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Coalitions Call for WMATA to Make Rules in the Sunshine for Police Body-Cam Video

Fritz Mulhauser | July 15, 2022 | Last modified: July 18, 2022

UPDATE 7-18-22: D.C. Council member Charles Allen has asked Metro Transit Police Chief Michael Anzallo to provide a copy of completed procedures for new body-worn cameras. Allen specifically mentioned setting “clear standards for determining when footage should be reviewed and released to the public” and asked the chief to “provide members of the public – particularly District residents and interested stakeholders – with meaningful opportunities to provide input on, learn about, and engage with draft policies.” The requests came in a letter to the chief today (18).

D.C. and Virginia open government coalitions sent a letter today (15) asking the WMATA board of directors, interim CEO, and Riders’ Advisory Council for an “open and full-blown public-engagement process” before Transit Police begin using body-worn cameras. Rules for the use of the new cameras, due next year, are under development but not yet available.

Earlier blog post describing the WMATA announcement and the history of Coalition advocacy to gain public access to D.C. police video is here. Justin George wrote the Washington Post‘s account.

The letter noted the groups have been unsuccessful in public records requests to both WMATA and U.S. Department of Justice which also gets to review the rules as it’s funding the camera purchase with a grant of almost a million dollars. The D.C. Coalition has asked D.C. Council members to request the rules also.

“The process WMATA has embarked on, involving extensive in-house development followed by federal sponsor review, but lacking a wide range of expert and consumer perspectives, is inefficient and almost certainly will not achieve your stated [transparency] goals. By the time you get to the “public outreach” stage, WMATA staff will have invested much time and effort in their proposed policies and the time until “rollout” will be short. By that point, changes proposed by members of the public that would better serve the public interest, even minor changes, will meet significant internal resistance. That result would be a disservice to WMATA and to the public.”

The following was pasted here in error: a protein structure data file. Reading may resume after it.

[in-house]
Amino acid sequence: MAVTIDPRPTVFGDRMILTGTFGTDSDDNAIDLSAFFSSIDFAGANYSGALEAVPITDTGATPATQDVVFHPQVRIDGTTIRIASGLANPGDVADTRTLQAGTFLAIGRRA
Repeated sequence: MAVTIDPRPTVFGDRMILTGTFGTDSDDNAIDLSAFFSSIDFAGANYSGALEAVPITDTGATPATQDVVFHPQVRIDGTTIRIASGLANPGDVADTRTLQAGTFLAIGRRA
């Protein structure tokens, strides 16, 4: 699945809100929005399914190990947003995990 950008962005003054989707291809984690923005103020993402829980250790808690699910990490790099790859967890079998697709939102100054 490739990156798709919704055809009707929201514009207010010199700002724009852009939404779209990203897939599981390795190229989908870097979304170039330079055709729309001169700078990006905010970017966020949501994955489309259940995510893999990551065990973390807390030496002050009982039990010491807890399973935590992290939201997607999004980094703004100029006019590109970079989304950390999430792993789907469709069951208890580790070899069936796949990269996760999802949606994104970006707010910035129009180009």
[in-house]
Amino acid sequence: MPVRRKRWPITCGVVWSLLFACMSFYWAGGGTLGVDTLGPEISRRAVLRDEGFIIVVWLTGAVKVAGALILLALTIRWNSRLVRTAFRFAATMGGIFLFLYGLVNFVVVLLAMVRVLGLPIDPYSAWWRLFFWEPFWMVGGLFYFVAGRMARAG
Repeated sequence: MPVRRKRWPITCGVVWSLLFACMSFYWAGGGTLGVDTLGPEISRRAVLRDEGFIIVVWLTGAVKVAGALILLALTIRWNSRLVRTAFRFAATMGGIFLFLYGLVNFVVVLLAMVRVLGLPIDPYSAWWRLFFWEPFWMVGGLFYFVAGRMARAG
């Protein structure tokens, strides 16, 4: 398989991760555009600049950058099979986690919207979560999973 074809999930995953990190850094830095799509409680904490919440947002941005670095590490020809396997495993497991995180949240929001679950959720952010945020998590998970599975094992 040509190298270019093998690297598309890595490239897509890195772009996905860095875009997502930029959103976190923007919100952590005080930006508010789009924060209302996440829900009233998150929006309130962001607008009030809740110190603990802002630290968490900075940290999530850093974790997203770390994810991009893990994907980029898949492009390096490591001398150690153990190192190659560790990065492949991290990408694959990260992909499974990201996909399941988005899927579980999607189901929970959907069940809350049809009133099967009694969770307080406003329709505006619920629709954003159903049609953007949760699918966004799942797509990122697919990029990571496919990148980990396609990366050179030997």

Thomas M. Susman, President, D.C. Open Government Coalition
Megan Rhyne, Executive Director, Virginia Coalition for Open Government
Letter to WMATA, July 15, 2022

The groups called on WMATA to publish draft policies and hold one or more public hearings before deciding on the rules, to benefit from a wide range of expert and consumer perspectives, such as transit riders, police and civic organizations, attorneys, news media, and criminal justice researchers, all engaged with the board in a public-facing dialogue. 

“We believe,” said Thomas Susman and Megan Rhyne who head D.C. and Virginia open government coalitions, “that if WMATA engages in an open, public, and evidence-based process, the policies it adopts will produce transparency, enhance public confidence, and protect legitimate public safety and privacy concerns.”

“The past several years have repeatedly shown, particularly in cases where force was used against civilians, that withholding BWC footage sows distrust and frustrates public demands for police accountability. Almost inevitably, video comes out anyway, captured by other bystanders, and the delay in producing BWC video only makes it appear that law enforcement has something to hide. But robust access also can protect officers who do behave properly (for instance, by putting to rest false allegations). We urge WMATA to consider these lessons learned.”

July 15, 2022 letter to WMATA.

The groups also asked to meet with the Riders’ Advisory Council and present the case for that group to join in asking the WMATA board for full public review and input on the body-worn camera rules.